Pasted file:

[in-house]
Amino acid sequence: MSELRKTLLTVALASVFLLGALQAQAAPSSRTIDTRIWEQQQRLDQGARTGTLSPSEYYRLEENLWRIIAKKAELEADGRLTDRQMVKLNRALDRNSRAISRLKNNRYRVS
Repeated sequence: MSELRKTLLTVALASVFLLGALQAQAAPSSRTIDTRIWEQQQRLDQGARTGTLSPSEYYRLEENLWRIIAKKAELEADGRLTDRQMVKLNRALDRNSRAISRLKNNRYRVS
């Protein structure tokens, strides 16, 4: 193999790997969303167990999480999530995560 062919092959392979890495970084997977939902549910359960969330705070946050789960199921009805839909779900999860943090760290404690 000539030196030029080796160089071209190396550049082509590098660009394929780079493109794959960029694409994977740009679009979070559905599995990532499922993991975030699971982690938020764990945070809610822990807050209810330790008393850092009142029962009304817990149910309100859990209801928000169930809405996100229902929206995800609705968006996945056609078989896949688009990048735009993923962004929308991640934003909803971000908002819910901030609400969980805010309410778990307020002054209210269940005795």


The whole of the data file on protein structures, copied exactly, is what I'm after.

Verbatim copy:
[in-house]
Amino acid sequence: MSELRKTLLTVALASVFLLGALQAQAAPSSRTIDTRIWEQQQRLDQGARTGTLSPSEYYRLEENLWRIIAKKAELEADGRLTDRQMVKLNRALDRNSRAISRLKNNRYRVS
Repeated sequence: MSELRKTLLTVALASVFLLGALQAQAAPSSRTIDTRIWEQQQRLDQGARTGTLSPSEYYRLEENLWRIIAKKAELEADGRLTDRQMVKLNRALDRNSRAISRLKNNRYRVS
């Protein structure tokens, strides 16, 4: 193999790997969303167990999480999530995560 062919092959392979890495970084997977939902549910359960969330705070946050789960199921009805839909779900999860943090760290404690 000539030196030029080796160089071209190396550049082509590098660009394929780079493109794959960029694409994977740009679009979070559905599995990532499922993991975030699971982690938020764990945070809610822990807050209810330790008393850092009142029962009304817990149910309100859990209801928000169930809405996100229902929206995800609705968006996945056609078989896949688009990048735009993923962004929308991640934003909803971000908002819910901030609400969980805010309410778990307020002054209210269940005795």